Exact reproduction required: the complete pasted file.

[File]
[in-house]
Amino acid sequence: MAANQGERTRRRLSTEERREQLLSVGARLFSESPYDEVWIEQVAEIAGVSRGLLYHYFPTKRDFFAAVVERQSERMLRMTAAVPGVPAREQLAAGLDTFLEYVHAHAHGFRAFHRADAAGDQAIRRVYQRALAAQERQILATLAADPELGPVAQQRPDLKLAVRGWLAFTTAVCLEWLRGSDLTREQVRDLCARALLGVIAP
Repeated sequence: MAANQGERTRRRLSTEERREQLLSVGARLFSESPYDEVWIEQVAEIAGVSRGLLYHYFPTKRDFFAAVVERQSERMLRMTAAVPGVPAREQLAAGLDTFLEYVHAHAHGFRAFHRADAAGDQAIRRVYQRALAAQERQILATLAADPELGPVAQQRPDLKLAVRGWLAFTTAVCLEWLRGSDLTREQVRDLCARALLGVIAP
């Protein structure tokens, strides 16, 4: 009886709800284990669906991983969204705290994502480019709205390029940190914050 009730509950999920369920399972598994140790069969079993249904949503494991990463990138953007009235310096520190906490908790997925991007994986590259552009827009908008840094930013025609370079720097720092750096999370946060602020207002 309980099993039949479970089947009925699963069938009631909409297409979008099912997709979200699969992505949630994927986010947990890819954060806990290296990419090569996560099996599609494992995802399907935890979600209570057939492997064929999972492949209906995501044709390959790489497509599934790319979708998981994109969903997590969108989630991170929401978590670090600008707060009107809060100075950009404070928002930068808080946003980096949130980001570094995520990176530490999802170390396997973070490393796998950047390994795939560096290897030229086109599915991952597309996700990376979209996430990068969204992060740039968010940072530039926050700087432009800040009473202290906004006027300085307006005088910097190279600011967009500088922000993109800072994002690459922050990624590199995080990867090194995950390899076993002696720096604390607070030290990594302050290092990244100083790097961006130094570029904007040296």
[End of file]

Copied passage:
[in-house]
Amino acid sequence: MAANQGERTRRRLSTEERREQLLSVGARLFSESPYDEVWIEQVAEIAGVSRGLLYHYFPTKRDFFAAVVERQSERMLRMTAAVPGVPAREQLAAGLDTFLEYVHAHAHGFRAFHRADAAGDQAIRRVYQRALAAQERQILATLAADPELGPVAQQRPDLKLAVRGWLAFTTAVCLEWLRGSDLTREQVRDLCARALLGVIAP
Repeated sequence: MAANQGERTRRRLSTEERREQLLSVGARLFSESPYDEVWIEQVAEIAGVSRGLLYHYFPTKRDFFAAVVERQSERMLRMTAAVPGVPAREQLAAGLDTFLEYVHAHAHGFRAFHRADAAGDQAIRRVYQRALAAQERQILATLAADPELGPVAQQRPDLKLAVRGWLAFTTAVCLEWLRGSDLTREQVRDLCARALLGVIAP
């Protein structure tokens, strides 16, 4: 009886709800284990669906991983969204705290994502480019709205390029940190914050 009730509950999920369920399972598994140790069969079993249904949503494991990463990138953007009235310096520190906490908790997925991007994986590259552009827009908008840094930013025609370079720097720092750096999370946060602020207002 309980099993039949479970089947009925699963069938009631909409297409979008099912997709979200699969992505949630994927986010947990890819954060806990290296990419090569996560099996599609494992995802399907935890979600209570057939492997064929999972492949209906995501044709390959790489497509599934790319979708998981994109969903997590969108989630991170929401978590670090600008707060009107809060100075950009404070928002930068808080946003980096949130980001570094995520990176530490999802170390396997973070490393796998950047390994795939560096290897030229086109599915991952597309996700990376979209996430990068969204992060740039968010940072530039926050700087432009800040009473202290906004006027300085307006005088910097190279600011967009500088922000993109800072994002690459922050990624590199995080990867090194995950390899076993002696720096604390607070030290990594302050290092990244100083790097961006130094570029904007040296």